NASATIR : Teaching is a challenge both inside and outside of the classroom. You have to know your students’ personalities well enough to sense what kinds of exercises will work in class. Every group dynamic is different. It takes time, and a lot of trial and error, to understand what will get a response and what won’t. And sometimes, whether it’s because the students haven’t had enough sleep or you simply miscalculated, all your work seems to have missed its mark somehow. That’s when the real work begins. Like a jazz musician, you start to improvise, to twist things around a bit, until something clicks. Sometimes you have to throw an entire lesson plan out, right there on the spot, and do something completely different. But ultimately, that’s what teaching is all about, sizing up and working with different groups who have different needs.

MUNDY : The single most significant challenge I have experienced in my teaching has revolved around conflict and confrontations with individual students. Last summer I had a student struggling to manage the workload in a course and turn in assignments on time. After spending weeks working one-onone trying to help this student get through the term (many emails and individual meetings later), I was extremely disappointed when I suspected an Honor Code violation on a final project. Though the Honor Council handled the situation in a professional and caring manner, it was still a very difficult experience for me because I hated to see a student not succeed.

Nevertheless, due to the flagrancy of the violation, I felt it was my responsibility as a teacher to uphold the Honor Code and report the suspected violation. Having given much thought to my students’ academic responsibilities and my teaching responsibilities, I am confident in my decision to report the violation. I realized that though this experience itself was quite challenging, it forced me to confront my own fears about confrontation and personify the values I believe in and expect of my students too.

CFT : How do you feel your TA experiences are helping to prepare you for your career after graduation?

HIRSCHY : Since I’m interested in teaching at the college level, being a TA provides direct experience to help me in my career after graduation. It also makes me more observant of the teaching techniques that professors use in classes.

MOSUNIC : My TA experiences thus far have demonstrated the large amount of work that goes into creating exams and developing lectures. I have come to realize the intricacies involved in developing exams. For example, while creating exam questions, I have to be careful not to make the questions too difficult or a majority of students will fail the exam, or make the questions so easy that most students will get very high grades. It is tricky and time-intensive to develop exam questions that are not only fair (medium difficulty) but that also comprehensively cover the lecture and textbook material. Also, I have realized that developing lectures is extremely time-intensive and requires a great deal of discipline, effort, and patience.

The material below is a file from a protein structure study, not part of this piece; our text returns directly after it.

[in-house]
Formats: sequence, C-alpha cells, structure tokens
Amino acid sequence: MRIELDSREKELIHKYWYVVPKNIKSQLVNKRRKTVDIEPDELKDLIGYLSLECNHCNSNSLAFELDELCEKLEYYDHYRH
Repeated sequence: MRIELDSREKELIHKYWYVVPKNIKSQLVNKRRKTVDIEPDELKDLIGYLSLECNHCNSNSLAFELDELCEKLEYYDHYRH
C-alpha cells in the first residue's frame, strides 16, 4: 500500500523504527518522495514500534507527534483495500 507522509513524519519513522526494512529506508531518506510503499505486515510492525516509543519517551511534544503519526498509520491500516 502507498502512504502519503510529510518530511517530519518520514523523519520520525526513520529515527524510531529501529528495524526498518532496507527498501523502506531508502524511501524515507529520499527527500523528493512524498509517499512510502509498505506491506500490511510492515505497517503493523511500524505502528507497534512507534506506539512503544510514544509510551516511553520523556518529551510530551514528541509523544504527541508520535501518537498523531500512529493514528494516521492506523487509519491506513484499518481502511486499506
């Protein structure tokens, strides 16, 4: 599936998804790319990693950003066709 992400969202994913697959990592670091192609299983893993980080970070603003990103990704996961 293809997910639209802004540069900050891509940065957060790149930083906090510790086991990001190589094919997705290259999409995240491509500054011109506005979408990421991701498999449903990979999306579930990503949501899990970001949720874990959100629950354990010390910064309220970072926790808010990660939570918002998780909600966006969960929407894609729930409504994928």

NASATIR : On a very practical level, the teaching program in the Department of Spanish and Portuguese has embraced many of the latest and best improvements in Second Language Acquisition philosophy, computer technology, textbooks, etc. I am being educated in the nuts and bolts of being a teacher. This knowledge makes all the difference on the job market. Teaching at Vanderbilt helps practice and hone my skills in the classroom. MUNDY: My graduate program is Higher Education Administration, hence working with undergraduates in the classroom is an ideal experience for me. It has provided me with an opportunity to get to know undergraduate students, what they are like, what they value, and what interests them. This information has made me better able to shape my teaching behaviors and activities so that I might relate to them at their level of interest and ability. Also, it has provided me an in-depth understanding of the academic side of colleges and universities. For example, I have learned more about the governance of colleges and universities – how decisions are made about policies and procedures, different leadership styles of key administrators, the distinctions between different types of institutions (research institutions, liberal arts colleges), etc. This knowledge base has given me a perspective on higher education that transcends the classroom and affords me the opportunity to see higher education from many vantage points.